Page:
SC orders closure of liquor shops along all highways

The apex court said that all current licenses to owners will expire from April 1 and no new licences will be ordered.

Written by Utkarsh Anand | New Delhi | Updated: December 16, 2016 2:58 am
Liqour shop at Burail village in sector 45 of Chandigarh on Tuesday, March 15 2016. Express photo by Jasbir Malhi

The Supreme Court on Thursday ordered closure of all liquor shops along national and state highways across the country and directed governments to “cease and desist” from issuing excise licenses.

Expressing concern over nearly 1.5 lakh deaths every year in road mishaps, a bench led by Chief Justice of India T S Thakur said that no new liquor vend shall come up along the highways while those already having licences will have to shut shop by April 1, 2017.

The bench, also comprising Justices D Y Chandrachud and L Nageswara Rao, clarified that those having licences to run such shops can operate till the expiry of their licences or April 1, whichever is earlier.

The police and municipal authorities, the court said, will make sure that all liquor vends are closed down permanently by the deadline. It also ordered removal of signages or boards indicating their location and held that no such vend can be allowed within a 100-m range of a highway.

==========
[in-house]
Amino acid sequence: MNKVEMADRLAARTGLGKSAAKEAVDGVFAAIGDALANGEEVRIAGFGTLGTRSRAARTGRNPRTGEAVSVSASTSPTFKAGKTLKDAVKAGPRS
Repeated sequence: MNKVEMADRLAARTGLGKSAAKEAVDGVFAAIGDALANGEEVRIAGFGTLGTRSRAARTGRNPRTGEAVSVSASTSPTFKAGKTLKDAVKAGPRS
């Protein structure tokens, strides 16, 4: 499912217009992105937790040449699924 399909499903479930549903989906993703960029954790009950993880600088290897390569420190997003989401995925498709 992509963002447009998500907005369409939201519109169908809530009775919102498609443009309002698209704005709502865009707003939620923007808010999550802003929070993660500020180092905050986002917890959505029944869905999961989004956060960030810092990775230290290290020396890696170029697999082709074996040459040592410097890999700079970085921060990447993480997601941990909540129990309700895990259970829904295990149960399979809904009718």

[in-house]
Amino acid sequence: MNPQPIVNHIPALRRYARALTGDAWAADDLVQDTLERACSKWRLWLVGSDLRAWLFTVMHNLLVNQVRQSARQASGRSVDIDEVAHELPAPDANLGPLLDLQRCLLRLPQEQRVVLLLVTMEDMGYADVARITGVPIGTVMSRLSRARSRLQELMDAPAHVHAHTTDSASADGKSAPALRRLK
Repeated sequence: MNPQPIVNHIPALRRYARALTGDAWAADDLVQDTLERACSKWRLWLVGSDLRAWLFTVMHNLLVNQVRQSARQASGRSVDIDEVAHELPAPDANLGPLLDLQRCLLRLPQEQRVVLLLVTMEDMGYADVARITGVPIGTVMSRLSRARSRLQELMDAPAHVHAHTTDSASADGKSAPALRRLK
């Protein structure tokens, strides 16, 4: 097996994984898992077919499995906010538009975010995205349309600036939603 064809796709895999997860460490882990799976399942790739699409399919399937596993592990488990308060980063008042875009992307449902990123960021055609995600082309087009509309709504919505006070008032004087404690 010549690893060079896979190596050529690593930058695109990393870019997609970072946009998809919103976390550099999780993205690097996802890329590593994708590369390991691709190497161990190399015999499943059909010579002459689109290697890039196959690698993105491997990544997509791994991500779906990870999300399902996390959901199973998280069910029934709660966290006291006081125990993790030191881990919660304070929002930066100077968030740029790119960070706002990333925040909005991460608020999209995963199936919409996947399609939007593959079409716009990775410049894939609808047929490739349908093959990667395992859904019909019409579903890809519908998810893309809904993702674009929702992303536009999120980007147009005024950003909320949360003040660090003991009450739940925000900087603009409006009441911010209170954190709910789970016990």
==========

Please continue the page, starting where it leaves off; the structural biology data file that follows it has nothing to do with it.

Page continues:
The bench asked the chief secretaries and police chiefs of all state governments to chalk out a plan after a deliberation with excise and municipal authorities to ensure strict compliance with its directives.

It underlined that the directives were being issued in public interest since the lives of millions were at stake and that state governments had failed to come on board for a uniform policy to ban liquor vends along highways.

Reminding the state governments of their constitutional obligation to prohibit liquor sale, the bench said revenue generation cannot be the sole ground to let these vends continue along highways at the risk of giving rise to drunken driving and consequential fatalities.

The court was dealing with a clutch of petitions on the issue. NGO Arrive Safe Society had pressed for a complete ban. It had referred to a 2015 report of the Ministry of Road Transport and Highways and said almost five lakh accidents occurred last year in India, killing 1,46,000 people.

“An analysis of road accident data 2015 reveals that around 1,374 accidents and 400 deaths take place every day on Indian roads, resulting in 57 accidents and loss of 17 lives on an average every hour. India being a signatory to the Brasilia Declaration, it is imperative that policy guidelines are framed to control road accidents. Also, the excise policies of Indian states and Union Territories should be amended to conform to the spirit of Article 47 r/w Article 21 of the Constitution of India,” the petition had said.

The court, in its order, also lent credence to a recommendation made by the Road Safety Committee, headed by its former judge K S Radhakrishnan, which had also recommended banning of all liquor vends along highways.

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